During the day, to check if a storm is coming (and you should check frequently in summer) watch the lake. Storm winds make waves that roll down the lake faster then the storm moves over the ground. If the lake is smooth as glass one minute and suddenly waves are rolling in 2 feet high, run and duck for cover. You're are in for a nasty storm.
Night is a different story. There's no warning but the flashes of lightning. Maybe it will pass right over the camp with pounding rains. Maybe not. Just sit back and enjoy it.
The boy's dorm is the best place at St. Andrew's to view storms. Stand in the front doorway or out on the front step. As the storm goes overhead, work your way under the eaves to the back end of the dorm, open the back door and watch it disappear. I'm always awe-struck.
If you go to St Andrew's Camp, enjoy the storms. You'll remember their beauty, strength and majesty all your life.
St Andrews Summers
by Natasha Federinko
I am 44 years old and at camp I was Natasha (Tasha) M. I have so many memories of camp to share. I came to camp many, many summers, and they were some of the happiest days of my childhood.
Actually, I stayed at camp before I was even old enough to be an "official" camper, starting when I was four, (1963). My mom came to help out as staff, and brought me along. I returned EVERY year after that, for at least some time, (whether it was a week, a few days, or the whole summer), until going into my sophomore year in college. (1977).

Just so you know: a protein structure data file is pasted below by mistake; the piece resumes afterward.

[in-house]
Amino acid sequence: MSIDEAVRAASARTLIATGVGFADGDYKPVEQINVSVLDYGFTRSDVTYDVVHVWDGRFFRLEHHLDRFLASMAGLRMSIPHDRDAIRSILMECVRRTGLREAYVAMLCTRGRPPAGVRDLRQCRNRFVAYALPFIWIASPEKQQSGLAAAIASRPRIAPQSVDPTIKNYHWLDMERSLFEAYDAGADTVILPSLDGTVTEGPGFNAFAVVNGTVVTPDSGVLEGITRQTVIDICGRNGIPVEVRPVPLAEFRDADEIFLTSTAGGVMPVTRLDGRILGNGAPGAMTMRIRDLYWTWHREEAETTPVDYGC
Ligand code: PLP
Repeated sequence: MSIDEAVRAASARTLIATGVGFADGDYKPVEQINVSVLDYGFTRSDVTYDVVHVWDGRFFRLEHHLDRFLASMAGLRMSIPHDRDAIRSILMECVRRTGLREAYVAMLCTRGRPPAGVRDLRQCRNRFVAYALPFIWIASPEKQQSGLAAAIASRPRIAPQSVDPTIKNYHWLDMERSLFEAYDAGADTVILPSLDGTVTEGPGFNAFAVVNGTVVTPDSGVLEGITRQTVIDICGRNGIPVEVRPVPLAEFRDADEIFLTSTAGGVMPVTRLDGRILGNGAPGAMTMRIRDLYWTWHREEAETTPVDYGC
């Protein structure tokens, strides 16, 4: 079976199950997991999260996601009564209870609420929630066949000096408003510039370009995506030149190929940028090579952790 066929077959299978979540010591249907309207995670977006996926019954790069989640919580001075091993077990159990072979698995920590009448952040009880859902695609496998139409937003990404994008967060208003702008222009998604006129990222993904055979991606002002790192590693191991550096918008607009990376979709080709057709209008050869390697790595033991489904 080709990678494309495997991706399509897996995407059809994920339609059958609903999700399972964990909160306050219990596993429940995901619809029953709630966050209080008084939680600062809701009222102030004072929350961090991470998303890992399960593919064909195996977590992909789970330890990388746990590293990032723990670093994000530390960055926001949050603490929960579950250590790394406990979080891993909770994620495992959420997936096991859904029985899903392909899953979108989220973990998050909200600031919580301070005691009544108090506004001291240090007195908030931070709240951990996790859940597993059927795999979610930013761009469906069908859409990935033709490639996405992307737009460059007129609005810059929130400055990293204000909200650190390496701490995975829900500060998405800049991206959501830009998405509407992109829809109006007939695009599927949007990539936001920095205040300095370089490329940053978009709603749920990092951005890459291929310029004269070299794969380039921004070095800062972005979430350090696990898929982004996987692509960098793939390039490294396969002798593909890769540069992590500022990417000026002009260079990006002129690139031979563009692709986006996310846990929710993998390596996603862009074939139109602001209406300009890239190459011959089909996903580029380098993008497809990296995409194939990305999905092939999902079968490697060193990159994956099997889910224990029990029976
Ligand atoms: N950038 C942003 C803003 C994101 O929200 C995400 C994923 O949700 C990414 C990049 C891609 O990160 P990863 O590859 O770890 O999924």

So, I guess you could say that St. Andrew's Camp gently shaped and molded me into an Orthodox Christian woman, because it challenged me to really live my faith. To go just beyond the Divine Liturgy, and live in a community, where I would have to practice not only what I professed to believe, but to live the way Jesus taught us to. We certainly weren't perfect..we campers had our fights, our quarrels..but they were the best summers of my life. I still think about them..and, believe it or not, I STILL work with kids EVERY day..I work with disabled kids, and teens at a Center in Michigan, where I live, and teach them to ride horses. We have camp every summer there too, but it is just day camp, and not as much fun!
Here's what I remember about St. Andrew's summers..I think you may be surprised at how many fun memories and events may sound familiar, whether you are a younger or "slightly" older camper. . .
..I remember, when I was really little and the girl's dorm was the cottage. We called the area with trees, down where the water laps against the shore, "Gilligan's Island." We decided to save Canteen ALL week, hide it under our beds, (we all slept in bunks on the cottage porch at the time), and then have a feast with our saved candy. We were "dining" before dinner and a counselor came and made us stop eating..He SAID he would save it for us..but, alas, I don't ever remember getting it back. He told us it would rot our teeth!! ( I am sure the counselors had a great snack eating all those saved candy bars!)